Saturday, September 5, 2009

Carnegie Mellon Application

Today I applied to Carnegie Mellon University. Not to go to school there (which would be a pipe dream in my case), but to work as an administrative assistant to their art department. After filling out the prerequisite online form I was asked to submit a resume. Here's what I posted (note that I am leaving off all contact information in the interest of internet security):

Working professional with over eight years of experience in computer operations and data entry,including five years of data maintenance with error checking and over two years of web-based research and retrieval.

- Worked as an intermediary between customers and other departments to resolve
mortgage processing problems.
- Consistently had the highest and most accurate output of employer's document recording department for over a year; involved online searches through county-level government websites for various documents.
- Ability to meet difficult monthly deadlines for clients without incurring undue cost.

- Have used MS Word and Excel extensively.
- Extensive training using a variety of programs ranging a gamut of business software to graphic software to programming.
- Familiar to varying degrees with multiple operating systems (MS DOS, Windows 3.1 to Vista, some Linux distributions, IBM ISPF(TSO), and Mac OS/OSX); not afraid of learning a new interface.

- Have received praise from multiple employers throughout professional career for being conscientious.
- Self-motivated, but will occasionally ask employer/client questions for clarity and understanding.
- Easy to train, and have no objection to training others.
- Have an ability to grasp difficult concepts to assemble complex systems.
- Reliable and a proven hard worker.


Express Employment Professionals,
Robinson Township, PA
10/2008 to 06/2009

Field Representative
Pro Marketing Inc., Alpharetta, GA
01/2008 to 06/2008

Mortgage Recording Specialist
Integrated Real Estate Processing,
Pittsburgh, PA
09/2006 to 10/2007

DiCenzo Personnel, Pittsburgh, PA
06/2006 to 09/2006

Merchandise Assistant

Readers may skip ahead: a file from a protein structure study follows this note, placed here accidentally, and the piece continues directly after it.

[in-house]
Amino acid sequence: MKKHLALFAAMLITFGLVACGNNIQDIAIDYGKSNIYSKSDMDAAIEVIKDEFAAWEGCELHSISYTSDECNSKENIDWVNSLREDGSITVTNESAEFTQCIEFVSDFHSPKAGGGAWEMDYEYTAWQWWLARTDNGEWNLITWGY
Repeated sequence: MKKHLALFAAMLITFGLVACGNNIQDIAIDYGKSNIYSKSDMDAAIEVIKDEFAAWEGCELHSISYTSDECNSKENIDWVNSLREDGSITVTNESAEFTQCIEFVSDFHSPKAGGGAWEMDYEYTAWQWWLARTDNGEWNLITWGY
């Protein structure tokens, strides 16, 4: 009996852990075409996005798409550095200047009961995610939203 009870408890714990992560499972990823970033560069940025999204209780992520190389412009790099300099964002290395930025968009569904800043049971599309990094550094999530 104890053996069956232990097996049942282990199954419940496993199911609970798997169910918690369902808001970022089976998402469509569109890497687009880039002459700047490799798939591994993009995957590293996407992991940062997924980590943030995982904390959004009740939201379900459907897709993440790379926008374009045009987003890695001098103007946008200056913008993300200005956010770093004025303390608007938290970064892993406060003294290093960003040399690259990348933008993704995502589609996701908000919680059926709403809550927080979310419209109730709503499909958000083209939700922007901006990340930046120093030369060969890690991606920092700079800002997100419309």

Sears Roebuck & Co., Pittsburgh, PA
09/2003 to 03/2006

Electronics Boutique, Warren, PA
10/2001 to 03/2003

Computer Operator
Blair Corporation, Warren, PA
04/1994 to 09/2001

The Art Institute of Pittsburgh, Game Art & Design, 2003-2006
Warren Area Vocational-Technical School, Electronics, 1990-1993

I felt that this was a fair estimation of my office abilities. That wasn't good enough for the website though -- it wanted a cover letter as well. Cover letters are often too long and bloated to get to a point, and as recent efforts haven't yielded any results in my favor I tried a different route:

Dear Sir or Madam:

I'll keep this brief. I am third-and-three-quarters-year art school dropout with a professional background in IT that has only worked in industries poised on the brink of collapse (retail, the mortgage industry, home improvement industry, shipping industry, et al.). I have been told repeatedly by both teachers an employers that I am a hard worker and that I show exceptional promise, but I have yet to benefit from this in any way.

So consider this: I have the skills that you need but I am not an exceptional person. However, knowing how hard my own path through life has been makes me exceptionally sensitive to the needs of your students.

I'll just have to cross my fingers and see how this one goes.

Any comments/suggestions would be most welcome.


  1. I love your honesty, it's very refreshing, so hopefully your prospective employer will appreciate that. I dropped out of university just a few weeks before my finals earlier this year, and I'm also currently looking for work, so I can definitely empathise! Hope it turns out well for you, if it does then let me know and I might use the same tactics :)

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  3. The cover letter's a risky move, but then again it may just help you to stand above the rest of the crowd. Best of luck to ya! Let us know how it goes.

  4. I don't feel the cover letter is risky. I've sent out hundreds of these things of every style I could think of, most following the guidelines set by several popular "get employed" books, and I almost never get any feedback or responses, so the real risk would be if an employer was actually interested in me.